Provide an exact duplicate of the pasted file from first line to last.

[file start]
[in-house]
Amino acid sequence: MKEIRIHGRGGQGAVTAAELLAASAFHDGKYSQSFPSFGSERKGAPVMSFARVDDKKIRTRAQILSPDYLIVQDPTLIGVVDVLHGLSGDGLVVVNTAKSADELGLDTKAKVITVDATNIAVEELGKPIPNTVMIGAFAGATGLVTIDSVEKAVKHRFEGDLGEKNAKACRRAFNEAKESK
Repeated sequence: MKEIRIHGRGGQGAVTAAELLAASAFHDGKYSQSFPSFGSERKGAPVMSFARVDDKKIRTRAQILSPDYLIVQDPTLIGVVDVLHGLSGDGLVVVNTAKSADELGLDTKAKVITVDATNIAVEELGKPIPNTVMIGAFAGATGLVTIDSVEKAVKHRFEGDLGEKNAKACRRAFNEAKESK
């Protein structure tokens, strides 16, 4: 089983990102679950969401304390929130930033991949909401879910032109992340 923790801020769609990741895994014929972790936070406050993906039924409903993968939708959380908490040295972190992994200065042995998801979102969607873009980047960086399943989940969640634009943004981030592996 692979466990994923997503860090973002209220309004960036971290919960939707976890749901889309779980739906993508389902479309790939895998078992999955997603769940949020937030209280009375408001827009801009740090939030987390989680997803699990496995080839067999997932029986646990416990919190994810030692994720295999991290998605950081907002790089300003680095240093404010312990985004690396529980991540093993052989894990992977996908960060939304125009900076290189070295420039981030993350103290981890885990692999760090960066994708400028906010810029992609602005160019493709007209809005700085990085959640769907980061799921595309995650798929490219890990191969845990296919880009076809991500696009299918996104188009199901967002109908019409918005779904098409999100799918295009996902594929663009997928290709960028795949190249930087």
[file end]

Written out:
[in-house]
Amino acid sequence: MKEIRIHGRGGQGAVTAAELLAASAFHDGKYSQSFPSFGSERKGAPVMSFARVDDKKIRTRAQILSPDYLIVQDPTLIGVVDVLHGLSGDGLVVVNTAKSADELGLDTKAKVITVDATNIAVEELGKPIPNTVMIGAFAGATGLVTIDSVEKAVKHRFEGDLGEKNAKACRRAFNEAKESK
Repeated sequence: MKEIRIHGRGGQGAVTAAELLAASAFHDGKYSQSFPSFGSERKGAPVMSFARVDDKKIRTRAQILSPDYLIVQDPTLIGVVDVLHGLSGDGLVVVNTAKSADELGLDTKAKVITVDATNIAVEELGKPIPNTVMIGAFAGATGLVTIDSVEKAVKHRFEGDLGEKNAKACRRAFNEAKESK
């Protein structure tokens, strides 16, 4: 089983990102679950969401304390929130930033991949909401879910032109992340 923790801020769609990741895994014929972790936070406050993906039924409903993968939708959380908490040295972190992994200065042995998801979102969607873009980047960086399943989940969640634009943004981030592996 692979466990994923997503860090973002209220309004960036971290919960939707976890749901889309779980739906993508389902479309790939895998078992999955997603769940949020937030209280009375408001827009801009740090939030987390989680997803699990496995080839067999997932029986646990416990919190994810030692994720295999991290998605950081907002790089300003680095240093404010312990985004690396529980991540093993052989894990992977996908960060939304125009900076290189070295420039981030993350103290981890885990692999760090960066994708400028906010810029992609602005160019493709007209809005700085990085959640769907980061799921595309995650798929490219890990191969845990296919880009076809991500696009299918996104188009199901967002109908019409918005779904098409999100799918295009996902594929663009997928290709960028795949190249930087």